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Friday 24 March 2017

Equine dietary essentials

Movement is a key factor in achieving success in the show ring. Pictured above is Jane Bradbury on a lap of honour after Bloomfield Executive won the hunter championship at the recent Gorey Agricultural Show
Movement is a key factor in achieving success in the show ring. Pictured above is Jane Bradbury on a lap of honour after Bloomfield Executive won the hunter championship at the recent Gorey Agricultural Show

Quality feed is very important to show horses.

Protein: Good quality protein is a must for topline. Soya is an example of a high protein feed ingredient and seeds containing a high percentage of soya will certainly help to add condition. Note that soya must be processed in a way to allow digestion within the horse.

Omega 3/6: While the grooming of the show horse is an art in itself, the best way to keep a shiny coat is from inside out. All horses planning to strut their stuff in the show rings this summer will benefit from having a good-quality flaxseed/linseed oil in the diet as the rich content of omega 3 and 6 is sure to add shine.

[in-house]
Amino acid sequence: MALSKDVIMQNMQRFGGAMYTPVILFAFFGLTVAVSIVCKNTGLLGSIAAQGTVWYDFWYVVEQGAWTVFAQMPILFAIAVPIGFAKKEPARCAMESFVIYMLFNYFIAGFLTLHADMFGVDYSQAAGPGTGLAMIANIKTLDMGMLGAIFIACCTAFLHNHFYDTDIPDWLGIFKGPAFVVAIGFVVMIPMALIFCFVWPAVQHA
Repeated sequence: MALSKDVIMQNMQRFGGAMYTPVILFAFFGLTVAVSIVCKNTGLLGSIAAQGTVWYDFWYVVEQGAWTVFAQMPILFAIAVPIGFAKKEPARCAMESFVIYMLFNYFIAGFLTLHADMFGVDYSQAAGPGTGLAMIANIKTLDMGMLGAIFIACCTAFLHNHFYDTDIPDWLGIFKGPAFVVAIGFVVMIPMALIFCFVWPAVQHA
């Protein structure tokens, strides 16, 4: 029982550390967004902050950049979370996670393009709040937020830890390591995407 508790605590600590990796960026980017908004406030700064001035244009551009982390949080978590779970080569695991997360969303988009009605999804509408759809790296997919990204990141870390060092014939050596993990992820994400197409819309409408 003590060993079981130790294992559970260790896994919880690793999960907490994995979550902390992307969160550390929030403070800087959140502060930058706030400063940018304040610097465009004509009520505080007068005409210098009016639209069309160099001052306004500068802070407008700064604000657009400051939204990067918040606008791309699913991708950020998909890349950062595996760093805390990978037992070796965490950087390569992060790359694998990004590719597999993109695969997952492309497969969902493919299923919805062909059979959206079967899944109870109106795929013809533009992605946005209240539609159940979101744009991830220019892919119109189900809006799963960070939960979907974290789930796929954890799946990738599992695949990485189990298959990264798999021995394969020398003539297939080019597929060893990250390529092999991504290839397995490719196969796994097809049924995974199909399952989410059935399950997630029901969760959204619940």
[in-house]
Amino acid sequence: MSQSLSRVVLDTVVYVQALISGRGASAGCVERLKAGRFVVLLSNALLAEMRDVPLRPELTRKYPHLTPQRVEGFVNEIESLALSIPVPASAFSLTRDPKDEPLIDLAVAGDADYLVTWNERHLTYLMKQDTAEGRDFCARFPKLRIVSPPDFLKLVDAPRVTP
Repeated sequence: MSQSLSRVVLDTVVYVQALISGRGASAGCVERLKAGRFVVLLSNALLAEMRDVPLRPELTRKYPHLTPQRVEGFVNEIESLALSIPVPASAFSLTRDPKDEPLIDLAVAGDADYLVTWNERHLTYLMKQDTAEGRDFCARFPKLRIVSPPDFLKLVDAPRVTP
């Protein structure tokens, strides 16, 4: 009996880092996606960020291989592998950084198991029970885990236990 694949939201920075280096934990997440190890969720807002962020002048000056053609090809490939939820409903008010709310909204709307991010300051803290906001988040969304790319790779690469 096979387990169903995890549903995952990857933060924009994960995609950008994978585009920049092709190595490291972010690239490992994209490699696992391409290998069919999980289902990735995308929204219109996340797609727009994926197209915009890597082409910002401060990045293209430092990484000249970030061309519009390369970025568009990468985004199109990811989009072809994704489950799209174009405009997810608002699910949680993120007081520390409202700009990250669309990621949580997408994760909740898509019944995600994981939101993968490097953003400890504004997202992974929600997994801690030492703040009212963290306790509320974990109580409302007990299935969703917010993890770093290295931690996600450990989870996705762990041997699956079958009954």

Hay and grass: any feed rooms across the country now are larder-like in the variety of supplements and additives available to add to the feed, but the keystones of the horse's diet are the hay and grass available.

A balanced feedstuff appropriate for the level of work being done should add sufficient feed value appropriate to the level of growth or work that the horse is at. For the purposes of showing, supplements which include amino acids such as lysine and proteins can aid the development of a well-muscled, healthy outline.

Electrolytes: The show day can often be long and tiring for horses of all ages, with considerable time spent travelling and waiting in a horsebox or lorry. Adding electrolytes, particularly on the morning of a show, will help to maintain some sparkle. After the show, they will ensure the horse has a quicker recovery time.


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